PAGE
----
New Breakthrough in Acute Stroke Therapy

Acute stroke therapy has finally turned a historic corner. On February 11th, results from four landmark randomized controlled clinical trials were highlighted among numerous studies reported at the International Stroke Conference in Nashville, Tennessee. Each trial, outlined in the table below, demonstrated the striking benefit of catheter-based clot removal to restore blood flow in brain arteries in patients with the most severe strokes. This breakthrough in acute stroke therapy echoes the treatment of heart attacks, where catheter-based treatments to open the occluded (or blocked) coronary artery have demonstrated lessened mortality.

My first exposures to the field of neurointerventional surgery were through reading reports from Germany. In 1983, Zeumer, Hacke and Ringelstein reported that three of five patients with typically fatal strokes caused by occlusion of the basilar artery improved after streptokinase, an agent known to dissolve blood clots (called thrombolytic agents), was injected by a catheter into the artery-clogging clot. A year later, Zeumer and Ringelstein reported two cases successfully treated by injection of another thrombolytic agent, urokinase, into clots blocking the intracranial carotid arteries. The basilar and carotid arteries are the major routes of blood flow to the brain. Like basilar occlusion, blockage at the top of the carotid artery is often fatal, or otherwise results in lifelong disability. This pioneering work in Germany offered hope that successful treatment for the most severe strokes was possible. In 1989 at the Mass. General Hospital, we instituted an acute stroke service for the intra-arterial treatment of severe strokes. The “miracle” recoveries that were occasionally seen after opening these brain arteries in the “angio” suite infused a high level of enthusiasm.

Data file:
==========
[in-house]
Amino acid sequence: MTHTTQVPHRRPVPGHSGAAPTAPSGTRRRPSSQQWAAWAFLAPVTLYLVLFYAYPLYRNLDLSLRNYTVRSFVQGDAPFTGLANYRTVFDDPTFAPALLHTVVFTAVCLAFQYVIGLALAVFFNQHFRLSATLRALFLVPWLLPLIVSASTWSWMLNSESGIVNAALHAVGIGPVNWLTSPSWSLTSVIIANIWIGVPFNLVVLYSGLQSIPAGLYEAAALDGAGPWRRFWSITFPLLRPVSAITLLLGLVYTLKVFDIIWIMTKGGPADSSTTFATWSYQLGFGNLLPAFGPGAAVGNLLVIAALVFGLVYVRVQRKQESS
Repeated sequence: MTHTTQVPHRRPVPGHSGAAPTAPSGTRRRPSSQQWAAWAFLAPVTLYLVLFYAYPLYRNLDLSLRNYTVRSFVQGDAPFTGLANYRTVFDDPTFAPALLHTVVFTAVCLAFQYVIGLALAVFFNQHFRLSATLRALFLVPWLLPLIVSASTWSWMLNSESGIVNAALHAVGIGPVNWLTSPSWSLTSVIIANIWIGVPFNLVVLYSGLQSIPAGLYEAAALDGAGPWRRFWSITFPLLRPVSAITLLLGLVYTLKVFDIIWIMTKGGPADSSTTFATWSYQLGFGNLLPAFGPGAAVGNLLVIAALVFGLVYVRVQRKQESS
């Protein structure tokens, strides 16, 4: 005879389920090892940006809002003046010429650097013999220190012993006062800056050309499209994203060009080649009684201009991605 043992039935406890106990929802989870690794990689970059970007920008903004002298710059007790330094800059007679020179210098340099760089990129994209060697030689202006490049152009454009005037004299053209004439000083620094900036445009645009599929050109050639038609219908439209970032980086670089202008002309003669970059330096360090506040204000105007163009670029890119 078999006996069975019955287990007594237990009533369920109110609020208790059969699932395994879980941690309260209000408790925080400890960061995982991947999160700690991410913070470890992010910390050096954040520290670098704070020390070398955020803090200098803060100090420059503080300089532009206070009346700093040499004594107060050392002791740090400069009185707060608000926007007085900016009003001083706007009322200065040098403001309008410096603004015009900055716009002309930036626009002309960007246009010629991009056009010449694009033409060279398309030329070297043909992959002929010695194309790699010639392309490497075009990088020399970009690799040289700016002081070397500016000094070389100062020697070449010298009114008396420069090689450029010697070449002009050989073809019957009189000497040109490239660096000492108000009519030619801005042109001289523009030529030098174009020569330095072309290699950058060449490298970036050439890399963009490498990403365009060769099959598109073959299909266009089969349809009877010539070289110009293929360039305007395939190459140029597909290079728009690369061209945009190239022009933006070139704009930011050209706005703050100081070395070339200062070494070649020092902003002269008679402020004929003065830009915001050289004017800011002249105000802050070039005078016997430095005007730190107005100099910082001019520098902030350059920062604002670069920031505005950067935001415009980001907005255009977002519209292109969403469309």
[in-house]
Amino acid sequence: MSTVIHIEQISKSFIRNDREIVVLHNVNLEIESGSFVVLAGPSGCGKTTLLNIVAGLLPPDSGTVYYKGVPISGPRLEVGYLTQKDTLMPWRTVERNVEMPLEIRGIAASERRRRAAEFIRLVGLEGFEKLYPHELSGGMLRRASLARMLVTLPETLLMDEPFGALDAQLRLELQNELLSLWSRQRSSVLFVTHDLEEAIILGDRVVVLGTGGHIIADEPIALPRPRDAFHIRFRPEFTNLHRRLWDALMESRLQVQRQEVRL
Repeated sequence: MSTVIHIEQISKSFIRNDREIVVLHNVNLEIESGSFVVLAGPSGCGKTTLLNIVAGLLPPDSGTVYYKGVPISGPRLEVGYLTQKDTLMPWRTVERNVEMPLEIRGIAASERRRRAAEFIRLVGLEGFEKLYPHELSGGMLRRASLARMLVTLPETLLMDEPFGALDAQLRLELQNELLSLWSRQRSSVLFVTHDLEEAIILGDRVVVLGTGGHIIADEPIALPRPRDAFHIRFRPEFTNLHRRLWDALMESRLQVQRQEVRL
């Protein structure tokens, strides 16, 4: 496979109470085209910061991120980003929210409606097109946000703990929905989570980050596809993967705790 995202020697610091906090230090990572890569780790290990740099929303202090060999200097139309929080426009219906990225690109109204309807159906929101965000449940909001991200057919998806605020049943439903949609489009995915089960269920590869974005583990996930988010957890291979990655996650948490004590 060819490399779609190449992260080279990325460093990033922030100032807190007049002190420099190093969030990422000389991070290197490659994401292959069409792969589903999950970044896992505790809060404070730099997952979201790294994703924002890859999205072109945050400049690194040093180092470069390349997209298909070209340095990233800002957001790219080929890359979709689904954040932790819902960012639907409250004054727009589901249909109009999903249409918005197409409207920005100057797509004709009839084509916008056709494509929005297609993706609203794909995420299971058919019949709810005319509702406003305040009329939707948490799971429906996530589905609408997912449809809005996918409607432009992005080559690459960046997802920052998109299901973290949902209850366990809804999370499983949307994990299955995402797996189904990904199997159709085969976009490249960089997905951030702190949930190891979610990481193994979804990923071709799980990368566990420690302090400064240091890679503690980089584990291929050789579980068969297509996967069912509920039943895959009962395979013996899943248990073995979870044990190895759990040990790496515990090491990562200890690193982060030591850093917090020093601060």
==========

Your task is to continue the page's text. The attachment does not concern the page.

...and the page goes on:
The field has taken a number of twists and turns over the past 30 years, but with the reports at the stroke conference this February, the procedure of using a catheter to physically penetrate and then dissolve or remove large clots in brain arteries can now be widely considered to be beneficial.

Intravenous (IV) administration into the circulatory system of tissue plasminogen activator (t-PA), also a thrombolytic agent, became standard of care after publication of the NINDS trial in 1995. IV tPA does not penetrate into the clots but instead works at the interface between the clot and the blood stream.  As a result IV t-PA had limited ability to dissolve the large clots that caused the most severe strokes.  In 1999, an Abbot pharmaceuticals-funded, randomized controlled trial injecting pro-urokinase, a novel thrombolytic, via a catheter directly into the center of the clot blocking the major brain arteries showed benefit, but the FDA required a confirmatory study and the company decided not to proceed. Beginning in the mid-1990’s NINDS funded a series of linked studies – Emergency Management of Stroke (EMS) followed by the Interventional Management of Stroke (IMS) trials (IMS, IMS I/II, and IMS III) - to test the ability of intra-arterial therapy to rescue patients with severe strokes despite treatment with IV t-PA. In 2013, disappointment in the field was palpable when IMS III showed no benefit of intra-arterial therapy in addition to the benefit of IV t-PA.

Two major advances that occurred since IMS III was first designed may have led to recent successes. First, the field moved from injecting thrombolytic agents that dissolved clots over time to deploying stents that could capture the clot and remove it from the artery when the device is removed from the vessel. These stent-retrievers are more effective in removing clots and they are easier and faster to deploy than previous devices.  The early EMS and IMS trials used the injection approach, whereas IMS III used the injection approach and also began incorporating the newer approach with clot-retrieval devices as their use began to increase during the course of the trial. The latest trials reported this February utilized the Solitaire stent retrieval device made by Covidien (now Medtronic).